For those not familiar with Taiwanese chequebook diplomacy, this experience would be a modest example of the direct, confrontational and relentless lobbying which the Taiwanese are (in)famous for. But how should one interpret these political overtures? What lies behind the almost desperate efforts by the Taiwanese to retain South Africa`s diplomatic recognition? And most importantly, what should South Africa`s China policy be? How should it be determined? And by whom? The challenges facing South Africa in the process of re-joining the global community – coming, as it does, after so many wasteful years of apartheid-induced isolation – are many and varied. Many of these present South Africa with unique opportunities, as the recent United Nations Conference on Trade and Development (Unctad) conference shows. Yet, reintegration into the global economy, which is driven by the twin processes of globalisation and liberalisation, will undoubtedly present us with a set of remarkably complex policy choices. Related to this is the question of how South Africa should structure its economic and political relations with the powerful nations, many of which are in the East. More pertinently, South Africa will need to address the question of its relations with the People`s Republic of China, with which we have no diplomatic relations.

But why is the PRC so important? Consider these facts. Many commentators regard the PRC as one of the next millennium`s superpowers. Having launched an economic reform programme in 1979, designed to modernise its economy and subject it to the forces of the market rather than the rules of central planning, the Chinese economy has taken off, growing at 9-10 percent a year for the last ten years. By some estimates, using purchasing power parity measurements, China is the third largest economy in the world today. Most multinational companies are present in China and western investment and aid is pouring into the country. Taiwan, too, is very active in the Chinese economy – it is the second largest investor in China, after Hong Kong.

As Richard Grant, a recognised expert on the PRC, reminded South African audiences recently, China is not just an important player in the world economy, it is also an increasingly significant force on the diplomatic stage. China is one of five nations with a permanent seat on the UN Security Council. It is also an important player in a number of regional organisations in Asia, such as the Asia-Pacific Economic Cooperation (APEC) group and the newly-created Regional Forum of the Association of South East Asian Nations (ASEAN). China has diplomatic relations with most countries around the world, including most of Africa, and all of southern Africa, with the exception of South Africa.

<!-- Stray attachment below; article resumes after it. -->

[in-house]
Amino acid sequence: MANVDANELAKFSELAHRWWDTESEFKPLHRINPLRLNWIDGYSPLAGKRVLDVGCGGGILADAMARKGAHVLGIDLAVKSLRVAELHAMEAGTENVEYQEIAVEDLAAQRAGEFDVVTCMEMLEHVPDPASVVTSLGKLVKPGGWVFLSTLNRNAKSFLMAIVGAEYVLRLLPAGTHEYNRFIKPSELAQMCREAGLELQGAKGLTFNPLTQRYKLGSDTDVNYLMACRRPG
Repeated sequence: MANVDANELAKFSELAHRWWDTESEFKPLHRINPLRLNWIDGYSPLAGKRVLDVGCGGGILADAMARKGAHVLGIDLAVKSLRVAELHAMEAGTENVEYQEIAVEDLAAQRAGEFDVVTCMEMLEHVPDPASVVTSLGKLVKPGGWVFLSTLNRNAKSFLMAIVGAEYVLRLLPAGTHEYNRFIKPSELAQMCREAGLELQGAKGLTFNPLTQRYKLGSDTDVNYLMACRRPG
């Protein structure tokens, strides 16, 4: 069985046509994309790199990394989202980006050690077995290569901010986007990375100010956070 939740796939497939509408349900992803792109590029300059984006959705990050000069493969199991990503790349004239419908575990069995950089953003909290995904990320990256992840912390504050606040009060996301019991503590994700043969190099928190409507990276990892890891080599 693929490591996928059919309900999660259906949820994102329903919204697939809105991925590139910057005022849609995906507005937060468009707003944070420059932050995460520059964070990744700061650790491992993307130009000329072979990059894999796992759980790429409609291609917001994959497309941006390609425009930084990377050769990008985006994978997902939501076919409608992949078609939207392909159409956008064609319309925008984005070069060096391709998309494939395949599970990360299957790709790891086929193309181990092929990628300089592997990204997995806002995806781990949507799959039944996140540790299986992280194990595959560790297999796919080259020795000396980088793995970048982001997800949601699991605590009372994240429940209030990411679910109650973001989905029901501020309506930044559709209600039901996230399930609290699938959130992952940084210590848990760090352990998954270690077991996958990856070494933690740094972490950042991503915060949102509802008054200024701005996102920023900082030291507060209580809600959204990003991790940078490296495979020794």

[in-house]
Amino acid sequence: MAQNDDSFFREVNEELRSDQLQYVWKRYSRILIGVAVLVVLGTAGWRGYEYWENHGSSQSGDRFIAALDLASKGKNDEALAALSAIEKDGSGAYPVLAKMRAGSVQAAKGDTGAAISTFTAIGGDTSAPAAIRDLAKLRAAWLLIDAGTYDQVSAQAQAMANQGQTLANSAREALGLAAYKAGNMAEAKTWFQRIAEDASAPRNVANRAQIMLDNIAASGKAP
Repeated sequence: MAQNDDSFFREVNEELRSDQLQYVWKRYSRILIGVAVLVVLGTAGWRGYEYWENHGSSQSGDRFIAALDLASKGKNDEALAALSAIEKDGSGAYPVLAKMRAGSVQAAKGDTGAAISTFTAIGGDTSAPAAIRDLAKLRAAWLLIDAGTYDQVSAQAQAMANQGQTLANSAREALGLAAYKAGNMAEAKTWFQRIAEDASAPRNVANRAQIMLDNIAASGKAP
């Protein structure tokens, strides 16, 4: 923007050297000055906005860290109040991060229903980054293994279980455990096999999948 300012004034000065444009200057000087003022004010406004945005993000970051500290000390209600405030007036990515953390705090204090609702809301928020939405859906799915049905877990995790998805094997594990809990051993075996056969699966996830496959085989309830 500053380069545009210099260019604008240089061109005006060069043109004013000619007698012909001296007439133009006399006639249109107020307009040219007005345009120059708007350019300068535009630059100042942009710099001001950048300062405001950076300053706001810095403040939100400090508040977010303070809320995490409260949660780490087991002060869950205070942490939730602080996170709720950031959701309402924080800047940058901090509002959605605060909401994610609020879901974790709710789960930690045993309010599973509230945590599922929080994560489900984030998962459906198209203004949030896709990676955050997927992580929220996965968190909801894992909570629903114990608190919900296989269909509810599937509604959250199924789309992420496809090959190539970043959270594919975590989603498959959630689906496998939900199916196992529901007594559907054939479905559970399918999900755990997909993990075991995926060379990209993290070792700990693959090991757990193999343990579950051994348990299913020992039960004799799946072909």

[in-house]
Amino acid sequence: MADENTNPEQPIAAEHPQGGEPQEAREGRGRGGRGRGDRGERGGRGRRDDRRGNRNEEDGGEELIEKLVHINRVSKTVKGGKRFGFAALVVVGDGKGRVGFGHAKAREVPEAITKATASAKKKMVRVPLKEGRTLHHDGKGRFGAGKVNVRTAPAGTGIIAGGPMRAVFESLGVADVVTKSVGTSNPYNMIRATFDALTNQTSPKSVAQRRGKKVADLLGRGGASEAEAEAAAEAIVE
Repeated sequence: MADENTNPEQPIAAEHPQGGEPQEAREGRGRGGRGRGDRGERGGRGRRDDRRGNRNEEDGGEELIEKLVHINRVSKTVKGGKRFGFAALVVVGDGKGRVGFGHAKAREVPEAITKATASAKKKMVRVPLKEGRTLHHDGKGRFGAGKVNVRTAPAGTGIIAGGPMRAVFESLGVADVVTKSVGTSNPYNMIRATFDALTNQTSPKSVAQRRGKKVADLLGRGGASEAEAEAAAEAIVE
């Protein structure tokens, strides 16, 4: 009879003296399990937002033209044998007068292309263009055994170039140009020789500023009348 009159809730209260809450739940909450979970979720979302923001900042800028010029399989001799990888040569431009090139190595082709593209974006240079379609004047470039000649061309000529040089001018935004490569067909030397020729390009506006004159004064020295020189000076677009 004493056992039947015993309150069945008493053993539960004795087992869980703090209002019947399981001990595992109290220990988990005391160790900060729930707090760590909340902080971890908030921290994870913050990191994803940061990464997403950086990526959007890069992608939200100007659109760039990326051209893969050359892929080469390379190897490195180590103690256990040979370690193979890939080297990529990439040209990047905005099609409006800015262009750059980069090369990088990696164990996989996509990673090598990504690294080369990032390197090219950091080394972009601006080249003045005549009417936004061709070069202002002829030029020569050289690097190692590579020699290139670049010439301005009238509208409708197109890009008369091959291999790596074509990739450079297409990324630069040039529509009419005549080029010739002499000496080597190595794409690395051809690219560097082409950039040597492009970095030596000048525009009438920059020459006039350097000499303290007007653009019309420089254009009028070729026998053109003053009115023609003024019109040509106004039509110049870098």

The reason for South Africa`s non-recognition of the PRC is to be found in the policies of the previous apartheid regime. Under National Party rule, all countries governed by communist or socialist governments were seen as part of a conspiracy to overthrow minority rule in South Africa. The PRC was seen as part of this “total onslaught” and was therefore avoided. The Taiwanese government, itself a victim of defeat by the communists in 1949, was seen to be an ideal partner in countering this `onslaught`. Both pariahs, they stood together in the darkest years of apartheid, sharing intelligence and defence secrets. When South Africa was finally liberated in 1994, the Taiwanese did a quick assessment and decided to continue support for the government of the day. Amazingly, and to the astonishment of many in South Africa, the new government of national unity passively accepted the status quo, presumably leaving the tricky matter of resolving the Chinese dilemma for a later date.

In retrospect, this decision only compounded the problem, because it allowed the Taiwanese to gain an important strategic foothold in South Africa. Having sensed that the newly democratic South Africa was one of the very few nations – among thirty or so other, smaller, countries – still prepared to maintain full relations, its diplomats started a methodical and calculated strategy to convince influential interests in South Africa to maintain the status quo. By all assessments, this strategy has had a measure of success. However, this is not to say that South Africa`s policy-makers will not be able to make a cold, calculated decision, based on this country`s economic and political interests, of what its future China policy ought to be.

In my view, the two strong arguments in favour of diplomatic recognition of the PRC – which implies breaking off diplomatic, but not economic ties, with Taiwan – are of an economic and political nature.

Recent research indicates that the PRC is an important trade and investment partner. Moreover, this relationship is growing daily. If the trade figures with Hong Kong are included as part of the PRC figures, as will happen after July 1997, then the PRC ranks as the sixth most important trading partner in 1994 at R4,75 billion. Taiwan is in eighth place at R4,4 billion. Between 1990 and 1994, South Africa`s trade with the PRC increased by 226 percent. Trade with Taiwan increased by an important, though relatively insignificant, 12 percent. The PRC buy more `value-added` type exports from South Africa than Taiwan does, and there is great potential in iron-steel and coal exports to the PRC.